Do I get what AT is?

I have tried to come up with something from our blog fodder this week. I use “something” instead of the truth, “nothing” , to avoid being beat by a hockey stick, although the “something” is a mess.

Activity Theory is object-oriented. People work with a tool to achieve the goal in a social context. There is an arguable point Dave addressed in class: not every activity has a goal. We might buy and use a design without any thoughts.  Designers would have difficulties in observing and inducing a behavior pattern or a specific goal because the goal of using the design is dynamic, various and instinct.  Therefore, it is possible that users would have different actions and operations when using the design. Even worse, they would face different breakdowns. These increase problems need to be concerned during design process.

Another reflection I have about AT is a question to “the social context” discussed in AT. To me, the social context seems to limit to mention a group of people with a same goal. People in the group are like robots. They use tools and behave to achieve “the goal.” I did not see “human beings” in AT. I only saw the analysis of activities and tools. I believe these information will benefit designers when they are doing their work. However, are there something more? Maybe I do not get the whole picture of AT. I really wonder if the experiences, lifeworlds, horizons and the relationship and interaction between people are also the factors should be considered when exploring activities and tools.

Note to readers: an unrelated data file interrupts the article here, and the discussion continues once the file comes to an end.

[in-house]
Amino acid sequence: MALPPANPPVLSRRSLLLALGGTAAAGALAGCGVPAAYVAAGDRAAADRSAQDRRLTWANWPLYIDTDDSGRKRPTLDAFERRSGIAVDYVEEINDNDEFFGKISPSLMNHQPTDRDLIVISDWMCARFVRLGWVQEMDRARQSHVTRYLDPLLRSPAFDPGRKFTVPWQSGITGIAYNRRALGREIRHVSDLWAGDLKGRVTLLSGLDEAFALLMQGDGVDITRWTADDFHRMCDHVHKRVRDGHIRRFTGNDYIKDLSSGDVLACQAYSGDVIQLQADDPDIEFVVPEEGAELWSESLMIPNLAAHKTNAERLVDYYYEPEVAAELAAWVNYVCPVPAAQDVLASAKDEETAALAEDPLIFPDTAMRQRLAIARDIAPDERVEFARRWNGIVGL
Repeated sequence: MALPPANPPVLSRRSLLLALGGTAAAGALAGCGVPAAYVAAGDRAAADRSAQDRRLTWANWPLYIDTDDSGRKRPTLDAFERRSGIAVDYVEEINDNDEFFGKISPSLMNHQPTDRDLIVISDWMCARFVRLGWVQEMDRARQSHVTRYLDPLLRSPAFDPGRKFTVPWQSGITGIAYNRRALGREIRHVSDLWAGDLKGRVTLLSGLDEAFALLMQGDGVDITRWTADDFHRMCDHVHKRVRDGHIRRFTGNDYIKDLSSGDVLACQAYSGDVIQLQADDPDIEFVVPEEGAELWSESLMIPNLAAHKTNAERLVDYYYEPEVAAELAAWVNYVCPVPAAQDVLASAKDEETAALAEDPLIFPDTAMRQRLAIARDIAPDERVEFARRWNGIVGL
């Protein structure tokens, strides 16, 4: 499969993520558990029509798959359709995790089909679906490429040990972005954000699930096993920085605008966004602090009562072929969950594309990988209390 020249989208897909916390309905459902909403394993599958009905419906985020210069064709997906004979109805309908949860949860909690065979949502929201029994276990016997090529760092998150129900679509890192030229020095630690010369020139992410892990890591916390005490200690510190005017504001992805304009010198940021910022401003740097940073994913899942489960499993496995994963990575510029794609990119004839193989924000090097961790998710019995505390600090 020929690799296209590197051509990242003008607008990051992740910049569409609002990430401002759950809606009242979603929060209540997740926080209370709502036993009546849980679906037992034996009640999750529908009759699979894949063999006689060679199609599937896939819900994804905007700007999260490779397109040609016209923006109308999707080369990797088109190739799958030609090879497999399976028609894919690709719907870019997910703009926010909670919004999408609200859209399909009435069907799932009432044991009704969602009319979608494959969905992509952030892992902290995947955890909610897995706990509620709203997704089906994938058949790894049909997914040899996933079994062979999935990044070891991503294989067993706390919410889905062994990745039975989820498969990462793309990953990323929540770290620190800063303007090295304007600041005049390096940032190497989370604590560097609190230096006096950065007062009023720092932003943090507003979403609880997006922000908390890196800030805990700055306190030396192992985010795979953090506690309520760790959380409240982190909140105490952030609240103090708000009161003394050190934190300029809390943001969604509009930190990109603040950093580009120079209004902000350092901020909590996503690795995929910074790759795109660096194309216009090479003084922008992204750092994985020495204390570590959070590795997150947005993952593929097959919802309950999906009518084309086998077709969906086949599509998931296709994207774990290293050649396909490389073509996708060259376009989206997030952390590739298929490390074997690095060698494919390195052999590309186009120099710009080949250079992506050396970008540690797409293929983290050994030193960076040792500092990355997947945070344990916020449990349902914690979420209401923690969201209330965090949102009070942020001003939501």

When Dourish explored where the action is, he studied what behinds the action. The motives, values people have when they percept, interpret and react to the world. It seems to me that AT focus on the external thing although the theory does include the discussion of internalisation and externalisation.

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One Response to Do I get what AT is?

  1. Yenning–I like the distinction you are drawing between “social context” understood as a complex socio-cultural context in which we are immersed, and which is too complex to model, and the “context” talked about in AT, which seems to focus on a relatively easy to describe work context (i.e, “the following 5 employees are working on X”). That is a limitation of the AT model and you have offered a good criticism.

    The question I will turn back to you (and everyone else) is this: What is the SIGNIFICANCE of AT’s rather narrow notion of “context”? How does that help AT? How does that hurt AT?

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